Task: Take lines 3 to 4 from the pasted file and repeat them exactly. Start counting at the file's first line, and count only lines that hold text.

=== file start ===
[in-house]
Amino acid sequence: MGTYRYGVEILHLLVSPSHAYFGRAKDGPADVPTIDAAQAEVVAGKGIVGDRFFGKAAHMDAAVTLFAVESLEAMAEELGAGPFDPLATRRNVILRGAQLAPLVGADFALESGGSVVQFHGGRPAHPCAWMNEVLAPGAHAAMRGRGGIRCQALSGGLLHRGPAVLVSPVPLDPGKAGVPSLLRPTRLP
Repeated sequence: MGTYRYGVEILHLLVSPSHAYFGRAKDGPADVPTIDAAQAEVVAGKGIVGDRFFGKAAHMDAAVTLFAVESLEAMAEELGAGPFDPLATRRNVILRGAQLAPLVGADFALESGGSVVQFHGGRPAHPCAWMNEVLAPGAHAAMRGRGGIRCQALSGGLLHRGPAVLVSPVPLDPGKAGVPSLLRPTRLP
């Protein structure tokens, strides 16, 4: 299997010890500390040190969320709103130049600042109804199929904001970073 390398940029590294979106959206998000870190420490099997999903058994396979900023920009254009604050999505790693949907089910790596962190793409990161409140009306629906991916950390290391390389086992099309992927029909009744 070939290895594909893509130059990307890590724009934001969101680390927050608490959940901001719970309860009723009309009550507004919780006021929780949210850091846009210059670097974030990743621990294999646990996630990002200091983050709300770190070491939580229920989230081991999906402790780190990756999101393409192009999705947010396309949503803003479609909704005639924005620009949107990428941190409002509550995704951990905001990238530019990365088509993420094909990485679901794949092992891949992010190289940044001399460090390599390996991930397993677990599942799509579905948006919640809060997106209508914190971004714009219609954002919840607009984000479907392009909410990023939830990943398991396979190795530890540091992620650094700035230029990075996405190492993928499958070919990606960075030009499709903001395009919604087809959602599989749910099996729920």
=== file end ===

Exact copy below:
Repeated sequence: MGTYRYGVEILHLLVSPSHAYFGRAKDGPADVPTIDAAQAEVVAGKGIVGDRFFGKAAHMDAAVTLFAVESLEAMAEELGAGPFDPLATRRNVILRGAQLAPLVGADFALESGGSVVQFHGGRPAHPCAWMNEVLAPGAHAAMRGRGGIRCQALSGGLLHRGPAVLVSPVPLDPGKAGVPSLLRPTRLP
């Protein structure tokens, strides 16, 4: 299997010890500390040190969320709103130049600042109804199929904001970073 390398940029590294979106959206998000870190420490099997999903058994396979900023920009254009604050999505790693949907089910790596962190793409990161409140009306629906991916950390290391390389086992099309992927029909009744 070939290895594909893509130059990307890590724009934001969101680390927050608490959940901001719970309860009723009309009550507004919780006021929780949210850091846009210059670097974030990743621990294999646990996630990002200091983050709300770190070491939580229920989230081991999906402790780190990756999101393409192009999705947010396309949503803003479609909704005639924005620009949107990428941190409002509550995704951990905001990238530019990365088509993420094909990485679901794949092992891949992010190289940044001399460090390599390996991930397993677990599942799509579905948006919640809060997106209508914190971004714009219609954002919840607009984000479907392009909410990023939830990943398991396979190795530890540091992620650094700035230029990075996405190492993928499958070919990606960075030009499709903001395009919604087809959602599989749910099996729920």